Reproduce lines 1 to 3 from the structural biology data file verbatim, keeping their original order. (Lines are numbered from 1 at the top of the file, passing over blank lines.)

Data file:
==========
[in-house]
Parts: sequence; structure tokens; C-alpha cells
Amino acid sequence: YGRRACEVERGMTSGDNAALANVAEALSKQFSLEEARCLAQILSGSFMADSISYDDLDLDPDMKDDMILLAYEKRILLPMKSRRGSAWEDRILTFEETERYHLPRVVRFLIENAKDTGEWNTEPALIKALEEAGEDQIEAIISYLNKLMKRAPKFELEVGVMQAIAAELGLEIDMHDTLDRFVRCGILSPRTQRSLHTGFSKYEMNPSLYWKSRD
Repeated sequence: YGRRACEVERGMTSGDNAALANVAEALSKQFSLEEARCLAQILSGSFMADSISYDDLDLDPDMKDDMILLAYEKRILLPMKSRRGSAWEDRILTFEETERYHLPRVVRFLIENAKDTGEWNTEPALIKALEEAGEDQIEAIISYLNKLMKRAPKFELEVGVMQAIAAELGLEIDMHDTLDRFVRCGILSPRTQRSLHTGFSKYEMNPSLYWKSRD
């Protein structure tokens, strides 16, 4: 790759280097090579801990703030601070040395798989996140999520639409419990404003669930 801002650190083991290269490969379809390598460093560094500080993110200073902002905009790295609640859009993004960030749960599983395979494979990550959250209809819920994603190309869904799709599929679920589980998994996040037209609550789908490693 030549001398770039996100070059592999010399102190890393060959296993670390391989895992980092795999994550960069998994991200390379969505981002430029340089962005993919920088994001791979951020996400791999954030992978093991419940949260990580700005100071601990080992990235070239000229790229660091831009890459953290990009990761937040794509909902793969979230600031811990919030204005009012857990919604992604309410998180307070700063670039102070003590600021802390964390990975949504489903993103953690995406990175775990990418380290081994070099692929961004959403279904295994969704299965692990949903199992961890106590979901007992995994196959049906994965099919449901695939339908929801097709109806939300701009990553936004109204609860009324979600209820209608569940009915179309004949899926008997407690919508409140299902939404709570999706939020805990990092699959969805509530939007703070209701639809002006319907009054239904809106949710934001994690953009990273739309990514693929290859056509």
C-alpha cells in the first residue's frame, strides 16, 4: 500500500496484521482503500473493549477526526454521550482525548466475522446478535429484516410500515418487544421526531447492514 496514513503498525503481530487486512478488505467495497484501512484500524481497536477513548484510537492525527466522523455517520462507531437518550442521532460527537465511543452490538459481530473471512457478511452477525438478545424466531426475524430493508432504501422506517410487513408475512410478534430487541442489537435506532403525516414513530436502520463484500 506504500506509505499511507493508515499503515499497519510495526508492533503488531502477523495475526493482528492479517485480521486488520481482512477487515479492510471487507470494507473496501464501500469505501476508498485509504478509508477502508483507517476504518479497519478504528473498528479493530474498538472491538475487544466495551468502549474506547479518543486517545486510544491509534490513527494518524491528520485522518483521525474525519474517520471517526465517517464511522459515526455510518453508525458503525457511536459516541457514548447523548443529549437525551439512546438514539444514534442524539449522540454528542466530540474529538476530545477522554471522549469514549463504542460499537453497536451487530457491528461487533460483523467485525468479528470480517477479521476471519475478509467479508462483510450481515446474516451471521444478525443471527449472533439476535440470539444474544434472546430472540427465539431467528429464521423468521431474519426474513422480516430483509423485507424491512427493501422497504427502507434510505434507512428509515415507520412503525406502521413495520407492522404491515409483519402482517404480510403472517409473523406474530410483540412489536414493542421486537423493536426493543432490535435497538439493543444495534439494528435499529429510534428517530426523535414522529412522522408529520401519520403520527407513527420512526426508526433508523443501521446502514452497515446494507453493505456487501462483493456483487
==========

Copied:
[in-house]
Parts: sequence; structure tokens; C-alpha cells
Amino acid sequence: YGRRACEVERGMTSGDNAALANVAEALSKQFSLEEARCLAQILSGSFMADSISYDDLDLDPDMKDDMILLAYEKRILLPMKSRRGSAWEDRILTFEETERYHLPRVVRFLIENAKDTGEWNTEPALIKALEEAGEDQIEAIISYLNKLMKRAPKFELEVGVMQAIAAELGLEIDMHDTLDRFVRCGILSPRTQRSLHTGFSKYEMNPSLYWKSRD